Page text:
Journal Article

Determination of Phenyltetrahydroimidazothiazole Enantiomers (Levamisole/Dexamisole) in Illicit Cocaine Seizures and in the Urine of Cocaine Abusers via Chiral Capillary Gas Chromatography–Flame-Ionization Detection: Clinical and Forensic Perspectives

John F. Casale, Valerie L. Colley and Donald F. LeGatt

in Journal of Analytical Toxicology

Volume 36, issue 2, pages 130-135
Published in print March 2012 | ISSN: 0146-4760
Published online March 2012 | e-ISSN: 1945-2403 | DOI: http://dx.doi.org/10.1093/jat/bkr025
Determination of Phenyltetrahydroimidazothiazole Enantiomers (Levamisole/Dexamisole) in Illicit Cocaine Seizures and in the Urine of Cocaine Abusers via Chiral Capillary Gas Chromatography–Flame-Ionization Detection: Clinical and Forensic Perspectives

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Illicit cocaine laboratories in South America have been adding phenyltetrahydroimidazothiazole enantiomers (levamisole and/or tetramisole) to refined illicit cocaine for over 8 years. A chiral capillary gas chromatographic methodology is presented for phenyltetrahydroimidazothiazole enantiomer determination in illicit cocaine samples and in the urine of cocaine abusers. Illicit cocaine samples (N = 752) and urine specimens from cocaine abusers (N = 50) that contained phenyltetrahydroimidazothiazole were analyzed for enantiomeric composition. Legitimate commercial preparations of phenyltetrahydroimidazothiazole are either 100% levamisole or a 50:50 mixture of levamisole and dexamisole (tetramisole). Specimens that contain phenyltetrahydroimidazothiazole mixtures that are other than 50:50 preparations will be enhanced in one isomer over the other, and they are referred to as either “levamisole-enhanced” or “dexamisole-enhanced”. Cocaine samples were found to contain levamisole (N = 495, 66%), tetramisole (N = 143, 19%), and levamisole-enhanced enrichment (N = 114, 15%); urine specimens contained levamisole (N = 23, 46%), levamisole-enhanced enrichment (N = 10, 20%), and dexamisole-enhanced enrichment (N = 13, 26%). The toxicological and forensic aspects of these findings are discussed.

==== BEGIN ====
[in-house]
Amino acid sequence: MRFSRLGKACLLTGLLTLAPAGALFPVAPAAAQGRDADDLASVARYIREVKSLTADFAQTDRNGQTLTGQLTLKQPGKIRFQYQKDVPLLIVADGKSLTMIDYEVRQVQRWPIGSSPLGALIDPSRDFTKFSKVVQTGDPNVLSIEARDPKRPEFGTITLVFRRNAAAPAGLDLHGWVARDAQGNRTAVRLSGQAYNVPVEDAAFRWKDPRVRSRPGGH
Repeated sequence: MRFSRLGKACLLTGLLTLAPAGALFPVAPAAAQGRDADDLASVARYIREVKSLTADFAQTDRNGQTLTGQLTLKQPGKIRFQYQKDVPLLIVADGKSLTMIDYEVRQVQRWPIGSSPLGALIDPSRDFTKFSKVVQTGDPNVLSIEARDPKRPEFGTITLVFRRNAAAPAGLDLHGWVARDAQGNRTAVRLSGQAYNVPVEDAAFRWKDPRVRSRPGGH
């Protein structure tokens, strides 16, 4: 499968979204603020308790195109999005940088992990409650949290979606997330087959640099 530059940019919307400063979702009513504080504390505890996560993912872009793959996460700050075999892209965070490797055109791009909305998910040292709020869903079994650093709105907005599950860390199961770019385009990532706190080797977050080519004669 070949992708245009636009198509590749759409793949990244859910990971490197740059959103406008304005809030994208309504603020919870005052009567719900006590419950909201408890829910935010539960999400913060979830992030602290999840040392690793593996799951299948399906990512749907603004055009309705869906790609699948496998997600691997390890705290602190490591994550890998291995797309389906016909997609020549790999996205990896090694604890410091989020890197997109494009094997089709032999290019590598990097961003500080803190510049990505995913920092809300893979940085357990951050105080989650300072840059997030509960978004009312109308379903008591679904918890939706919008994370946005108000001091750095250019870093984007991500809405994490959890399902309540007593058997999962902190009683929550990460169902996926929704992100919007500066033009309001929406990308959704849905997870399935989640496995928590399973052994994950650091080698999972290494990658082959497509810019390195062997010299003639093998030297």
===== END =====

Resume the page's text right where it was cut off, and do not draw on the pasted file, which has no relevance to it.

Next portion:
Journal Article.  2700 words.  Illustrated.

Subjects: Medical Toxicology ; Toxicology (Non-medical)

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